"On the plains of Oklahoma, with a windshield sunset in your eyes like a watercolor painted sky, you'd think heavens doors have opened."
Fly Over States

Saturday, January 28, 2012

Armadilloes and Cattle Prods

I just got back from spending a day or so with my best friend, Mimi, at her ranch up on the grasslands in Northern Oklahoma.  Her place is about 100 miles north of us and about 50 miles east.  Roughly. 
The Double M is Mimi's brand.

Mimi lives north of Kaw Lake and in addition to her own property, she leases large (at least by city standards) pieces of property to run her cattle.  I understand that in that part of the country, you need about 8 acres to support one cow.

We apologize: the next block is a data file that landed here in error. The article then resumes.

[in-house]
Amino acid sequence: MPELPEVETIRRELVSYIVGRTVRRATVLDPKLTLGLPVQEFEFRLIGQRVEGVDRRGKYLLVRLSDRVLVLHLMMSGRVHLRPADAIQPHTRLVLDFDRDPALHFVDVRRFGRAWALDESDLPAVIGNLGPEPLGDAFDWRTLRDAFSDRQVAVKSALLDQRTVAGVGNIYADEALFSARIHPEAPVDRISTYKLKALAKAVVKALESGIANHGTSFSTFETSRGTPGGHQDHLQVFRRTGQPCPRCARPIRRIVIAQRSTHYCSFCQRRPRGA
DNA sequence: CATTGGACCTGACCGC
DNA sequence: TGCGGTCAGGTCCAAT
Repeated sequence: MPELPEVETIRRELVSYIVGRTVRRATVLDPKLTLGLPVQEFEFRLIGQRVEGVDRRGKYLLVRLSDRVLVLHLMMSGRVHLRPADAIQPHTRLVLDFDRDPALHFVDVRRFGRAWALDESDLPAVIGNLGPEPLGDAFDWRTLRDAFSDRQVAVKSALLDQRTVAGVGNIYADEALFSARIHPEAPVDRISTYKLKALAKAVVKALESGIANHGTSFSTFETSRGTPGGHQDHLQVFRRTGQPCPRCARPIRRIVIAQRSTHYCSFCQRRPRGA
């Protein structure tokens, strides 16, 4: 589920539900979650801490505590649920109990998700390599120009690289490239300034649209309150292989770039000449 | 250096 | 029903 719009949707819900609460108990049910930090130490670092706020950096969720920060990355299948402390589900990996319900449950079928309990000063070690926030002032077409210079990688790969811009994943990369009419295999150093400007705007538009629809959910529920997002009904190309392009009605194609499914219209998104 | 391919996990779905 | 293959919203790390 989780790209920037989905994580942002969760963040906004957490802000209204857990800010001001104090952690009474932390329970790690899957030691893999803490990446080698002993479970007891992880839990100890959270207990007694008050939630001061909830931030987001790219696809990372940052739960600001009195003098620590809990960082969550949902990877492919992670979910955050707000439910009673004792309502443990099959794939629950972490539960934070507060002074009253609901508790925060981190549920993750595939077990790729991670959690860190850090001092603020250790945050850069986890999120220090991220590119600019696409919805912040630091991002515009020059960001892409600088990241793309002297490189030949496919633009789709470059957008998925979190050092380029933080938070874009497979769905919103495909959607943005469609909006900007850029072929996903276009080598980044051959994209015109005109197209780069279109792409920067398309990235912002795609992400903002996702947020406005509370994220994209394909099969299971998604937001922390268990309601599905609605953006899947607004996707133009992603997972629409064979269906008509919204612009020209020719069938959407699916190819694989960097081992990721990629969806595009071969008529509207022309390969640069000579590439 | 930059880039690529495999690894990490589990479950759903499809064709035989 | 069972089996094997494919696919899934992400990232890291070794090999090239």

She's got a couple of bulls.  Look at that single tree off in the distance:

 I don't know if she actually names them.  I didn't ask.
What a different land than around my neighborhood:
Up in the grasslands, they have limestone and, obviously, not too many trees except near creeks and lakes.  It is much dryer than in the Oklahoma City area.  We have more trees, the rock tends to be sandstone, and it is relatively lush in comparison:
I love Mimi's ranch truck.  I am seriously in love with that truck.  I made Mr. Wonderful look at pictures of the truck until his eyes glazed over.  This is a photo of it after Mimi dropped off a big bale of hay:
The spikes on the back are what they use to pick up those big round bales of hay.